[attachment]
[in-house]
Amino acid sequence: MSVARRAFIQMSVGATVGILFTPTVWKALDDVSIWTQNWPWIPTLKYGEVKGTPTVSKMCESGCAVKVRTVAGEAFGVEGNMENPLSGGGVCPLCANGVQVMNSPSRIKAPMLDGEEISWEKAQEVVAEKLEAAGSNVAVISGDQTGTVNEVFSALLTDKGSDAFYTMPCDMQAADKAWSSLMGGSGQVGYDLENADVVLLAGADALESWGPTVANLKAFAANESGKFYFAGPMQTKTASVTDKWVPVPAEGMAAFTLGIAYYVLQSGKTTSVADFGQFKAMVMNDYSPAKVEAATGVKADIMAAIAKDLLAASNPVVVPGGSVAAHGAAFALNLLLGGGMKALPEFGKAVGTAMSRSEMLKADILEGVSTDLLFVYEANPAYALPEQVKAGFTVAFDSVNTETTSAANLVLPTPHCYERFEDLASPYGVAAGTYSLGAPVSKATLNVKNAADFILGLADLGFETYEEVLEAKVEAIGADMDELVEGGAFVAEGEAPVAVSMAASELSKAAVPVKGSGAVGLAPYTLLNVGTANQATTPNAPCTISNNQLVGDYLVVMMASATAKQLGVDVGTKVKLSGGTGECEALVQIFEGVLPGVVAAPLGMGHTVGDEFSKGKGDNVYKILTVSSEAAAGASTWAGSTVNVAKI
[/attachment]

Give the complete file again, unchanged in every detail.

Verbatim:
[in-house]
Amino acid sequence: MSVARRAFIQMSVGATVGILFTPTVWKALDDVSIWTQNWPWIPTLKYGEVKGTPTVSKMCESGCAVKVRTVAGEAFGVEGNMENPLSGGGVCPLCANGVQVMNSPSRIKAPMLDGEEISWEKAQEVVAEKLEAAGSNVAVISGDQTGTVNEVFSALLTDKGSDAFYTMPCDMQAADKAWSSLMGGSGQVGYDLENADVVLLAGADALESWGPTVANLKAFAANESGKFYFAGPMQTKTASVTDKWVPVPAEGMAAFTLGIAYYVLQSGKTTSVADFGQFKAMVMNDYSPAKVEAATGVKADIMAAIAKDLLAASNPVVVPGGSVAAHGAAFALNLLLGGGMKALPEFGKAVGTAMSRSEMLKADILEGVSTDLLFVYEANPAYALPEQVKAGFTVAFDSVNTETTSAANLVLPTPHCYERFEDLASPYGVAAGTYSLGAPVSKATLNVKNAADFILGLADLGFETYEEVLEAKVEAIGADMDELVEGGAFVAEGEAPVAVSMAASELSKAAVPVKGSGAVGLAPYTLLNVGTANQATTPNAPCTISNNQLVGDYLVVMMASATAKQLGVDVGTKVKLSGGTGECEALVQIFEGVLPGVVAAPLGMGHTVGDEFSKGKGDNVYKILTVSSEAAAGASTWAGSTVNVAKI